‘It’s Magnificent’: Megyn Responds to the Cries of ‘Racism’ in the Wake of Claudine Gay’s Harvard Resignation

AP Photo/Mark Schiefelbein

After months of mounting pressure and scandals, Harvard President Claudine Gay resigned. 

Gay made the move official on Tuesday with a resignation letter addressed to “members of the Harvard Community” in which she lamented being “subjected to personal attacks and threats fueled by racial animus.”

On Wednesday’s show, Megyn was joined by the hosts of The Fifth Column – Kmele Foster, Michael Moynihan, and Matt Welch – to discuss Gay’s departure and the knee jerk reaction from those on the left to make the situation about race.

Claudine Gay Resigns

Nearly a month after former University of Pennsylvania President Liz Magill resigned from her post following an ill-fated grilling about on-campus antisemitism before Congress, her Harvard counterpart was forced into a similar fate. Gay, who was Harvard’s first black president, also became its shortest tenured leader. She lasted just six months in the role.

In the wake of the October 7 attacks in Israel, Gay came under fire for her response to a statement signed by a coalition of student groups at Harvard that blamed Israel for the terrorism. She appeared before Congress with Magill and MIT President Sally Kornbluth in early December, where she failed to give a clear answer to a question from Rep. Elise Stefanik (R-NY) about whether calls for the genocide of Jews would violate Harvard policy.

All the while, her academic record came under increasing scrutiny. According to Washington Free Beacon reporter Aaron Sibarium, six new charges of plagiarism were filed in a complaint on Monday – bringing the total number of allegations to nearly 50.

In her resignation letter, Gay did not directly address the plagiarism accusations or the congressional hearing. She will reportedly remain a Harvard faculty member and retain her $900,000 annual salary.

Blaming ‘Racism’

In the wake of the resignation, Megyn noted that “many on the woke left” wasted no time blaming Gay’s exit on racism and she called the backlash “magnificent.”

On X, Ibram X. Kendi wrote, in part, that “racist mobs won’t stop until they topple all Black people from positions of power and influence who are not reinforcing the structure of racism.” He went on from there. “The question is whether all these people would have investigated, surveilled, harassed, written about, and attacked her in the same way if the Harvard president in this case would have been White,” he tweeted. “I. Think. Not.”

Author Celeste Ng struck a similar note on X, writing: “So what we’ve learned is: Bad-faith bigots pretending they’re concerned about antisemitism will happily use women of color — especially Black women — as a scapegoat and lightning rod for large systemic issues,” she wrote. “And that people invested in maintaining those systemic issues will comply.”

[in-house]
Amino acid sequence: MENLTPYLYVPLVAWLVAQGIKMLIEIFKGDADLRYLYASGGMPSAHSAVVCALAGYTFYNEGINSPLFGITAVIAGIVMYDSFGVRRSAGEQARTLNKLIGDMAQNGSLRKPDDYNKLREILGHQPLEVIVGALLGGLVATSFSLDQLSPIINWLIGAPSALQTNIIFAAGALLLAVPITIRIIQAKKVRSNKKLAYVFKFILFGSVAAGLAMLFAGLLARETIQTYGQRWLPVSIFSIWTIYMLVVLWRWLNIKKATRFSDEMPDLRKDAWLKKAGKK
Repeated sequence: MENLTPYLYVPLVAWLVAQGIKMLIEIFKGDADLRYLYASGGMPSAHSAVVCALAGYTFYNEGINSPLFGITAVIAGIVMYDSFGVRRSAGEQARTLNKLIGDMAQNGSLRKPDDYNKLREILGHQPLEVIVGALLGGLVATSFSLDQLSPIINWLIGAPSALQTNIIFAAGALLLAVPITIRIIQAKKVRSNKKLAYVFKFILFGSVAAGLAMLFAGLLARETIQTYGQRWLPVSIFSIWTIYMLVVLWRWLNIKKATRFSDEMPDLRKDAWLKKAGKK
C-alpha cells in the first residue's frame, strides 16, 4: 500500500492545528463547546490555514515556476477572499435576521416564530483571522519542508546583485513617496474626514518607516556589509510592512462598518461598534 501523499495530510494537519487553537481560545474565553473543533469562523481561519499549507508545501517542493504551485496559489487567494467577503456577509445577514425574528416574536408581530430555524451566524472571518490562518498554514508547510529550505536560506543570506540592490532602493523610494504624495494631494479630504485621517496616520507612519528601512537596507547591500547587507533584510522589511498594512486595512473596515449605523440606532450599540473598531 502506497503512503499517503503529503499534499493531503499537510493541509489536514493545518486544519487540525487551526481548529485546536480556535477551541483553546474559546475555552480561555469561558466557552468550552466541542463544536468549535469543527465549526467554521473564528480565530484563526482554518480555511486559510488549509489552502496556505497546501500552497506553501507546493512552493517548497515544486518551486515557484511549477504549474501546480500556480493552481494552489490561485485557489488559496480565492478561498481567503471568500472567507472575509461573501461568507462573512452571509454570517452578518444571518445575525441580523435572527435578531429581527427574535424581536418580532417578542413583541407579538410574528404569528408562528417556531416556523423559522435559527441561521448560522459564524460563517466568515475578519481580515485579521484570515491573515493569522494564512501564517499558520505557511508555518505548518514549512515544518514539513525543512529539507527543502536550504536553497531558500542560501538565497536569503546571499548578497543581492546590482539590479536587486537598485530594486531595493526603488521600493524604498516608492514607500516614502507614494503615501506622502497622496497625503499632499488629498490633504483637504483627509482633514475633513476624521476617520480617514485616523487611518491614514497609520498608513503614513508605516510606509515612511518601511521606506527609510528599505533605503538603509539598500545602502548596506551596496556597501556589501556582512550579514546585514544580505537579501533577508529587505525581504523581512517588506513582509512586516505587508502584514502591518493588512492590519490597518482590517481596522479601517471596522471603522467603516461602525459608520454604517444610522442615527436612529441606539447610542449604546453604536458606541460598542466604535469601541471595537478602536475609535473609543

Nikole Hannah-Jones of the 1619 Project, meanwhile, decried that “academic freedom” and “racial justice programs” are “under attack” and “Black women will be made to pay.”

The takeaway? “It is the fault of systemic racism and its allies in the media who too often go along with the narrative,” Megyn surmised. “Not to mention bad actors like Chris Rufo, who is getting blamed for all the reporting he did on this, and right wing conservatives, who seized an opportunity, et cetera, et cetera.”

Moynihan said these reactions fail to address the actual allegations at play. “I’m somebody who’s written a lot about [plagiarism], and I actually am very tough on some of these plagiarism allegations and will say, ‘Well, I don’t think that meets the standards,'” he said. “This met the standards 10 times over and it keeps on going.”

Foster said what led to Gay’s ultimate undoing – allegations of plagiarism – is a controversy entirely of her own making. “The only conclusion you can reach at the end of this is to let her go if you actually want to be taken seriously when you’re censoring students, expelling students regularly for engaging in the same kind of conduct that Ms. Gay is now being slammed for,” he concluded. “It’s not a white supremacist cabal. There’s no secret conspiracy here.”

You can check out Megyn’s full interview with The Fifth Column by tuning in to episode 694 on YouTube, Apple Podcasts, or wherever you like to listen. And don’t forget that you can catch The Megyn Kelly Show live on SiriusXM’s Triumph (channel 111) weekdays from 12pm to 2pm ET.